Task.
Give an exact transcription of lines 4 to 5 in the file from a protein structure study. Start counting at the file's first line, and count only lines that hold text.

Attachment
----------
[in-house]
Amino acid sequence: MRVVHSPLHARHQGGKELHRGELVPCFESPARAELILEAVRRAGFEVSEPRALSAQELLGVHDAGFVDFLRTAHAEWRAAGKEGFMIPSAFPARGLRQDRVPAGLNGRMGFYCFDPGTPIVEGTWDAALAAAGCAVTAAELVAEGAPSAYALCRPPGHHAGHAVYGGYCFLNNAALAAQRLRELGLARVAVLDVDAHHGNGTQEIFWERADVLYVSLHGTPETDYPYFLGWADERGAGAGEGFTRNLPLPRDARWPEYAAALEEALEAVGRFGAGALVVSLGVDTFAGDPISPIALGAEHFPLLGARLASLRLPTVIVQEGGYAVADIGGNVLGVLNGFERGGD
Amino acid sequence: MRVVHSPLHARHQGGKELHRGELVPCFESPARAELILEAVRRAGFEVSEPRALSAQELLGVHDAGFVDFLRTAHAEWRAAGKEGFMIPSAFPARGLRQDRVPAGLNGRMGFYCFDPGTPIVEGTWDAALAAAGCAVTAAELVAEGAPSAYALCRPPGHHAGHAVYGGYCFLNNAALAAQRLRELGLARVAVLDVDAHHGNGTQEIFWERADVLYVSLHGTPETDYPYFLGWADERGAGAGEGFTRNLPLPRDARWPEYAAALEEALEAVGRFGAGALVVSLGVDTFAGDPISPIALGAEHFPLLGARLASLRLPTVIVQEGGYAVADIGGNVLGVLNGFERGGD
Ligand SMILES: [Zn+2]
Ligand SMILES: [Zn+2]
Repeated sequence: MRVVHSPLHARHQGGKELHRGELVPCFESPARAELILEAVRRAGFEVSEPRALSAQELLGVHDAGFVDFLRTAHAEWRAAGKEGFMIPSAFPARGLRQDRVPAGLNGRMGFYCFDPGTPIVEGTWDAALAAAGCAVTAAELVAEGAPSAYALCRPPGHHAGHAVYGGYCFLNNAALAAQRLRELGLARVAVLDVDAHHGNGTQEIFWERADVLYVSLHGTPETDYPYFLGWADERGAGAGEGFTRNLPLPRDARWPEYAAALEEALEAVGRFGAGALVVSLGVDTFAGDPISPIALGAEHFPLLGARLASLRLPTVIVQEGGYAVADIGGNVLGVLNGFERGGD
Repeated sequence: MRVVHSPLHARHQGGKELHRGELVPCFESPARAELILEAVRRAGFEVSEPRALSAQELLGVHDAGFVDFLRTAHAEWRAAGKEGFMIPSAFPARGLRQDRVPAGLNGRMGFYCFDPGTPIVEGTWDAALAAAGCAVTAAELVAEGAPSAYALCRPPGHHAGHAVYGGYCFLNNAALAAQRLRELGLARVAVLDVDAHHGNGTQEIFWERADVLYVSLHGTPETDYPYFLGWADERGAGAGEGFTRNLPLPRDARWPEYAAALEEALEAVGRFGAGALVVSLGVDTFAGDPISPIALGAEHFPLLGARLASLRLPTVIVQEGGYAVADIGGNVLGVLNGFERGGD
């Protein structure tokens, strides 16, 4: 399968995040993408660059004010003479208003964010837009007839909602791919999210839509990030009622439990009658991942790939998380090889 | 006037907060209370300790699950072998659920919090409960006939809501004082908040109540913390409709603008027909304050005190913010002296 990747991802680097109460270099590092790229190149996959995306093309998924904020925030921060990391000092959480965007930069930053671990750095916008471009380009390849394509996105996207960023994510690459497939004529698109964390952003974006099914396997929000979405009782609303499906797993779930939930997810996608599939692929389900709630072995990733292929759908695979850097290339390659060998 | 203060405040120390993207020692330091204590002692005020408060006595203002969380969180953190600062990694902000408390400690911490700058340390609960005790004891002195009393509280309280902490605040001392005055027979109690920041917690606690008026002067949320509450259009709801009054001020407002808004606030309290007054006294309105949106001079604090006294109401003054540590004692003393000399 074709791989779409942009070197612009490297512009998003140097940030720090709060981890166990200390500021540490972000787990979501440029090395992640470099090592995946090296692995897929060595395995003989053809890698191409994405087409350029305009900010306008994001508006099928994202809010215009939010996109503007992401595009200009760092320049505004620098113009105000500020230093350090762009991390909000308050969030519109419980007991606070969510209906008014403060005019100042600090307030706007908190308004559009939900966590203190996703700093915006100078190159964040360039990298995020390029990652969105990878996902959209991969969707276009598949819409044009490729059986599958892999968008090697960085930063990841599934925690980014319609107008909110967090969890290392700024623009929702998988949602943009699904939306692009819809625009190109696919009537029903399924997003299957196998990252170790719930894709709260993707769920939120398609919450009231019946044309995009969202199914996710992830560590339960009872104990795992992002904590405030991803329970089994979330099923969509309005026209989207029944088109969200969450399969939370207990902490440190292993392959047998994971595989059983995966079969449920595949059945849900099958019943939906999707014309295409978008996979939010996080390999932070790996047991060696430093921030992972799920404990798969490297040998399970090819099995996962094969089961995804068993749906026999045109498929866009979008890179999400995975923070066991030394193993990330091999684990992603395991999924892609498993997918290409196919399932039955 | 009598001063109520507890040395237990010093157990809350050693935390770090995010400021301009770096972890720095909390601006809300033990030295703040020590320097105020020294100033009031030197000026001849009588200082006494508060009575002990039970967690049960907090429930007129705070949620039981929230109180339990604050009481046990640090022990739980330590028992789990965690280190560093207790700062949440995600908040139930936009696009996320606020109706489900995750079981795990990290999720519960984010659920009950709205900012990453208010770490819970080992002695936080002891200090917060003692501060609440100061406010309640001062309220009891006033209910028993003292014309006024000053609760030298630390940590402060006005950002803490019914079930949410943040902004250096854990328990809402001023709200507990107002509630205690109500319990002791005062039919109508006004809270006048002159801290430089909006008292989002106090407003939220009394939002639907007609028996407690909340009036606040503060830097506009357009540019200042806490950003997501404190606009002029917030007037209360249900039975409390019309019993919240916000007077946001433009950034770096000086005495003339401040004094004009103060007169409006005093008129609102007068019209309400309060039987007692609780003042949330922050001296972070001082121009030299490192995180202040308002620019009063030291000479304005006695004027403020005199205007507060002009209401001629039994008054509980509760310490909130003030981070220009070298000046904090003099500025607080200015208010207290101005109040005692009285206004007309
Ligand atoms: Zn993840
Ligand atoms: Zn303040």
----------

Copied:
Ligand SMILES: [Zn+2]
Ligand SMILES: [Zn+2]